Researchers from the UAB Department of Chemical Engineering have devised an efficient way to obtain electrical energy and hydrogen by using a wastewater treatment process.

Geysers have loops in their plumbing
University of California Berkeley volcanologist Michael Manga and his students threaded sensors and cameras into the superheated water of geysers in Chile and Yellowstone, and have come up with an explanation for why geysers erupt periodically.

Daclatasvir for hepatitis C: Hint of added benefit in genotype 4
A hint of an added benefit can be derived from the drug manufacturer's data subsequently submitted.

High-energy breakfast with low-energy dinner helps control blood sugar in people with type 2 diabetes
A small new study published in Diabetologia (the journal of the European Association for the Study of Diabetes) shows that, in people with type 2 diabetes, those who consume a high-energy breakfast and a low-energy dinner have better blood sugar control than those who eat a low-energy breakfast and a high-energy dinner.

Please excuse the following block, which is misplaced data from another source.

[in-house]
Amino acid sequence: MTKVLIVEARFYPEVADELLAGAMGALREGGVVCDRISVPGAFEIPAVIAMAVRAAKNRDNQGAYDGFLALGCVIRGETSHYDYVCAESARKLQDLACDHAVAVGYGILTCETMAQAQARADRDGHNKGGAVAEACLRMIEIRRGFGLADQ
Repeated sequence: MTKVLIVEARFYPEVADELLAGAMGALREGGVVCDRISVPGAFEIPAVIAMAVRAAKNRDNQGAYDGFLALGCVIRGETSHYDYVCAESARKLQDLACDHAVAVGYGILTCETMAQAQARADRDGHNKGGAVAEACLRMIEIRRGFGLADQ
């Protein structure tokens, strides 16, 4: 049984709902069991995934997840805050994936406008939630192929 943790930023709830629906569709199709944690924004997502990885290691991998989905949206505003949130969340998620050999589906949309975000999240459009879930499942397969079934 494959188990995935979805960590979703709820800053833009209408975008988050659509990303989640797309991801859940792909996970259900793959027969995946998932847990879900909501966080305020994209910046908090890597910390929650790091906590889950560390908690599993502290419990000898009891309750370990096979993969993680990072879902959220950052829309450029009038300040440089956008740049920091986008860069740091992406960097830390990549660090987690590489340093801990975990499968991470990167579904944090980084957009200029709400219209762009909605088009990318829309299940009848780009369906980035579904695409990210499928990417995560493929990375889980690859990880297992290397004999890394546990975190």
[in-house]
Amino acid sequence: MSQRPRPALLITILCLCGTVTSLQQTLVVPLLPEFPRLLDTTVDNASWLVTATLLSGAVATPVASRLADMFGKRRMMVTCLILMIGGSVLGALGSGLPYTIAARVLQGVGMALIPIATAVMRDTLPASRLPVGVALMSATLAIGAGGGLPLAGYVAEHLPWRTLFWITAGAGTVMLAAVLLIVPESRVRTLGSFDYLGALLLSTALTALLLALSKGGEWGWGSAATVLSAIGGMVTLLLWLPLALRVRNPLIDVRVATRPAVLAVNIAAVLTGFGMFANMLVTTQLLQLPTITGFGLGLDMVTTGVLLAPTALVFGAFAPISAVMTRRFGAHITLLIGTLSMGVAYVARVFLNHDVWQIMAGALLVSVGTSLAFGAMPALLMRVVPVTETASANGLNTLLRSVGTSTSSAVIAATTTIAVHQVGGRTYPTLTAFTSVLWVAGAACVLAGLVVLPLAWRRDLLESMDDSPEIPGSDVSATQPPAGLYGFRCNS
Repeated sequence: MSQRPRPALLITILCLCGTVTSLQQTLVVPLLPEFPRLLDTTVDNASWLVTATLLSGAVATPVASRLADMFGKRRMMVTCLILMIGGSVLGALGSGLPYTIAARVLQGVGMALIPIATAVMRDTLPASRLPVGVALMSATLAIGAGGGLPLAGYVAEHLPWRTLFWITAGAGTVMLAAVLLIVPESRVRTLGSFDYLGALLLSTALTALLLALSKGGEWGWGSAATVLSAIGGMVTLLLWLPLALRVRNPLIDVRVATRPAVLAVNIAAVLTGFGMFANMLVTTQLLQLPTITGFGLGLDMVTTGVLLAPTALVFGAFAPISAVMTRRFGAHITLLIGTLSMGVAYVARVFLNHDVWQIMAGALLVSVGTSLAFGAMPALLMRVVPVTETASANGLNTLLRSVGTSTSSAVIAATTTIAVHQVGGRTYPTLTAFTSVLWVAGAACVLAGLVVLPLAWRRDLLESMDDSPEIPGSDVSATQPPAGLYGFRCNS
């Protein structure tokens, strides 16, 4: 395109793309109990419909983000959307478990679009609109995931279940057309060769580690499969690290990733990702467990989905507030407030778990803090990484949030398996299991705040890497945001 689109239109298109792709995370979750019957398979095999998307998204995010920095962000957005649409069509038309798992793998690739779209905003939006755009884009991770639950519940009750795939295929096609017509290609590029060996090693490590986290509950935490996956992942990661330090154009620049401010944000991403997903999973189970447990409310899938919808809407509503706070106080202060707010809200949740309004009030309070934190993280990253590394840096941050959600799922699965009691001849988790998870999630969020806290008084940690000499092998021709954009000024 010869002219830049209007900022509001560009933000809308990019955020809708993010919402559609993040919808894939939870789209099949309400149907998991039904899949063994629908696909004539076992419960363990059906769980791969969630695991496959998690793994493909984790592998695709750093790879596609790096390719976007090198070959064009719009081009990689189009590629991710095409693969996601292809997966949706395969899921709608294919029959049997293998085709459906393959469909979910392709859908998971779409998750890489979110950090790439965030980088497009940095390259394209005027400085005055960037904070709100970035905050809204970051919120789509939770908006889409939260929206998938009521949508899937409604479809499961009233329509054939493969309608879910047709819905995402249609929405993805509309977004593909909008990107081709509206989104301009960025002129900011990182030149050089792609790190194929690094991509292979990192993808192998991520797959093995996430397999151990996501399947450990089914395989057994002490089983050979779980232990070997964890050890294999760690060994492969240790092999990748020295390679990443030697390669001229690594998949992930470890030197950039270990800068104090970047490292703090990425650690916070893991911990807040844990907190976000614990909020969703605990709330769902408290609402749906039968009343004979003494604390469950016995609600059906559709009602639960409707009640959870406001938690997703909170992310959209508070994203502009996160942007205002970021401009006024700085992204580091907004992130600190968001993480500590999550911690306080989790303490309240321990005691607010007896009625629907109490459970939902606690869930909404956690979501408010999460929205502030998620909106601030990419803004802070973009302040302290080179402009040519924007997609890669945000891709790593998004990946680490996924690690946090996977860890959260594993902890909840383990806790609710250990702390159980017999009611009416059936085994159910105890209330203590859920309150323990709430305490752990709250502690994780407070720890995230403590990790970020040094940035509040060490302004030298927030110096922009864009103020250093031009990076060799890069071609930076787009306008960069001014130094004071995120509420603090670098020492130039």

Women's heart disease should be a research priority
Women are generally underrepresented in heart disease research. Because of this gap, physicians lack important information about how women might respond differently to heart disease, have different symptoms and need different diagnostic approaches and treatments.

Singapore scientists discover unique risk variants of age-related macular degeneration in East Asians
In Asia's largest AMD genetic study to date, scientists from Singapore Eye Research Institute and Genome Institute of Singapore have discovered a strong association between an East-Asian specific mutation in a lipid gene CETP and increased risk of wet AMD.